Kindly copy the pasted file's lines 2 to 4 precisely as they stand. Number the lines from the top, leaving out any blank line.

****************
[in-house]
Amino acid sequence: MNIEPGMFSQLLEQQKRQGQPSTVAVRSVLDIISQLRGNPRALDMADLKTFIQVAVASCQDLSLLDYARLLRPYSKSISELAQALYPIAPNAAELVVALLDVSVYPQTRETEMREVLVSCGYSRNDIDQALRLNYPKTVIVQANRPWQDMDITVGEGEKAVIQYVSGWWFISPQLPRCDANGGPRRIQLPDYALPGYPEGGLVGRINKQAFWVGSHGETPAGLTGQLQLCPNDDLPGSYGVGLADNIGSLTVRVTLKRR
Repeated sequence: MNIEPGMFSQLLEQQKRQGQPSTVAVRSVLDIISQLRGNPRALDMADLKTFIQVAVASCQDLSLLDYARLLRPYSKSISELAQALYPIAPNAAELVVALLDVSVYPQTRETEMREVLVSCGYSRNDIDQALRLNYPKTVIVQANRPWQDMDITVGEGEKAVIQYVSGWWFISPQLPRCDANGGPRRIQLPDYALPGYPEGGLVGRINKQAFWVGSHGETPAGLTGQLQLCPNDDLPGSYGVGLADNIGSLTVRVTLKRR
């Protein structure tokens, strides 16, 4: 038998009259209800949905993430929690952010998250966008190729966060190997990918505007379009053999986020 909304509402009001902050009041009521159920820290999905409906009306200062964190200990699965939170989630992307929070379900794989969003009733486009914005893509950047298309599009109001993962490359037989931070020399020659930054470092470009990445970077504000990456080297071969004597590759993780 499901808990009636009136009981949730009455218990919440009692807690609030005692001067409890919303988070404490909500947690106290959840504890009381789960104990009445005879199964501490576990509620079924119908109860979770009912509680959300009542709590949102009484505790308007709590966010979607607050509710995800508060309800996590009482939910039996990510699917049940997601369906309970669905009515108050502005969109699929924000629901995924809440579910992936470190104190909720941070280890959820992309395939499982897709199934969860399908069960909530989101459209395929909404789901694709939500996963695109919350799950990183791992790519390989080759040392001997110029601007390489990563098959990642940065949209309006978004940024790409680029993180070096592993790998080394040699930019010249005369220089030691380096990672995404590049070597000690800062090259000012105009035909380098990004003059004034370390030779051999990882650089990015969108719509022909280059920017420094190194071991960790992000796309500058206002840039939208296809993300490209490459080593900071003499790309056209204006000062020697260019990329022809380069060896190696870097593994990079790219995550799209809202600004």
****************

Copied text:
Amino acid sequence: MNIEPGMFSQLLEQQKRQGQPSTVAVRSVLDIISQLRGNPRALDMADLKTFIQVAVASCQDLSLLDYARLLRPYSKSISELAQALYPIAPNAAELVVALLDVSVYPQTRETEMREVLVSCGYSRNDIDQALRLNYPKTVIVQANRPWQDMDITVGEGEKAVIQYVSGWWFISPQLPRCDANGGPRRIQLPDYALPGYPEGGLVGRINKQAFWVGSHGETPAGLTGQLQLCPNDDLPGSYGVGLADNIGSLTVRVTLKRR
Repeated sequence: MNIEPGMFSQLLEQQKRQGQPSTVAVRSVLDIISQLRGNPRALDMADLKTFIQVAVASCQDLSLLDYARLLRPYSKSISELAQALYPIAPNAAELVVALLDVSVYPQTRETEMREVLVSCGYSRNDIDQALRLNYPKTVIVQANRPWQDMDITVGEGEKAVIQYVSGWWFISPQLPRCDANGGPRRIQLPDYALPGYPEGGLVGRINKQAFWVGSHGETPAGLTGQLQLCPNDDLPGSYGVGLADNIGSLTVRVTLKRR
């Protein structure tokens, strides 16, 4: 038998009259209800949905993430929690952010998250966008190729966060190997990918505007379009053999986020 909304509402009001902050009041009521159920820290999905409906009306200062964190200990699965939170989630992307929070379900794989969003009733486009914005893509950047298309599009109001993962490359037989931070020399020659930054470092470009990445970077504000990456080297071969004597590759993780 499901808990009636009136009981949730009455218990919440009692807690609030005692001067409890919303988070404490909500947690106290959840504890009381789960104990009445005879199964501490576990509620079924119908109860979770009912509680959300009542709590949102009484505790308007709590966010979607607050509710995800508060309800996590009482939910039996990510699917049940997601369906309970669905009515108050502005969109699929924000629901995924809440579910992936470190104190909720941070280890959820992309395939499982897709199934969860399908069960909530989101459209395929909404789901694709939500996963695109919350799950990183791992790519390989080759040392001997110029601007390489990563098959990642940065949209309006978004940024790409680029993180070096592993790998080394040699930019010249005369220089030691380096990672995404590049070597000690800062090259000012105009035909380098990004003059004034370390030779051999990882650089990015969108719509022909280059920017420094190194071991960790992000796309500058206002840039939208296809993300490209490459080593900071003499790309056209204006000062020697260019990329022809380069060896190696870097593994990079790219995550799209809202600004």